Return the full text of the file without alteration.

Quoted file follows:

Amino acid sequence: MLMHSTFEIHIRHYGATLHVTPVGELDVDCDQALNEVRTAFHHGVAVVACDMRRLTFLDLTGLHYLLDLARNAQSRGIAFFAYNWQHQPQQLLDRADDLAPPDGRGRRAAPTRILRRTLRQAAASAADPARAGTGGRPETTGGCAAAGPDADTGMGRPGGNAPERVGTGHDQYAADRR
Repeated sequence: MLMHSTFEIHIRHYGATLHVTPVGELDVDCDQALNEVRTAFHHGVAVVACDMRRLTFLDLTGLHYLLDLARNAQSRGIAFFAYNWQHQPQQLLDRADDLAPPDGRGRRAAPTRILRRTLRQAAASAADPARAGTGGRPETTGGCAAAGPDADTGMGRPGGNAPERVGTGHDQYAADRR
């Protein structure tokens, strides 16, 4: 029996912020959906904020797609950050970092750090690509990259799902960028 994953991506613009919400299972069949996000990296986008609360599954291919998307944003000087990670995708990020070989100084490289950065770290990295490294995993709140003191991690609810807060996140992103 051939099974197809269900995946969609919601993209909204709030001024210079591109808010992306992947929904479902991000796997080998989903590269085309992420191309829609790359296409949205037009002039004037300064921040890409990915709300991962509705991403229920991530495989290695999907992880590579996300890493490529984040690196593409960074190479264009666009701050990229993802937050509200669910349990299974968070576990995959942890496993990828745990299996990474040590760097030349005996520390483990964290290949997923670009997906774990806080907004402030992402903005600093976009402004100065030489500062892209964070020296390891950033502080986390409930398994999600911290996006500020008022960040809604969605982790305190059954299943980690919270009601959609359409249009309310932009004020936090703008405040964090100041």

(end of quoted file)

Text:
Amino acid sequence: MLMHSTFEIHIRHYGATLHVTPVGELDVDCDQALNEVRTAFHHGVAVVACDMRRLTFLDLTGLHYLLDLARNAQSRGIAFFAYNWQHQPQQLLDRADDLAPPDGRGRRAAPTRILRRTLRQAAASAADPARAGTGGRPETTGGCAAAGPDADTGMGRPGGNAPERVGTGHDQYAADRR
Repeated sequence: MLMHSTFEIHIRHYGATLHVTPVGELDVDCDQALNEVRTAFHHGVAVVACDMRRLTFLDLTGLHYLLDLARNAQSRGIAFFAYNWQHQPQQLLDRADDLAPPDGRGRRAAPTRILRRTLRQAAASAADPARAGTGGRPETTGGCAAAGPDADTGMGRPGGNAPERVGTGHDQYAADRR
């Protein structure tokens, strides 16, 4: 029996912020959906904020797609950050970092750090690509990259799902960028 994953991506613009919400299972069949996000990296986008609360599954291919998307944003000087990670995708990020070989100084490289950065770290990295490294995993709140003191991690609810807060996140992103 051939099974197809269900995946969609919601993209909204709030001024210079591109808010992306992947929904479902991000796997080998989903590269085309992420191309829609790359296409949205037009002039004037300064921040890409990915709300991962509705991403229920991530495989290695999907992880590579996300890493490529984040690196593409960074190479264009666009701050990229993802937050509200669910349990299974968070576990995959942890496993990828745990299996990474040590760097030349005996520390483990964290290949997923670009997906774990806080907004402030992402903005600093976009402004100065030489500062892209964070020296390891950033502080986390409930398994999600911290996006500020008022960040809604969605982790305190059954299943980690919270009601959609359409249009309310932009004020936090703008405040964090100041």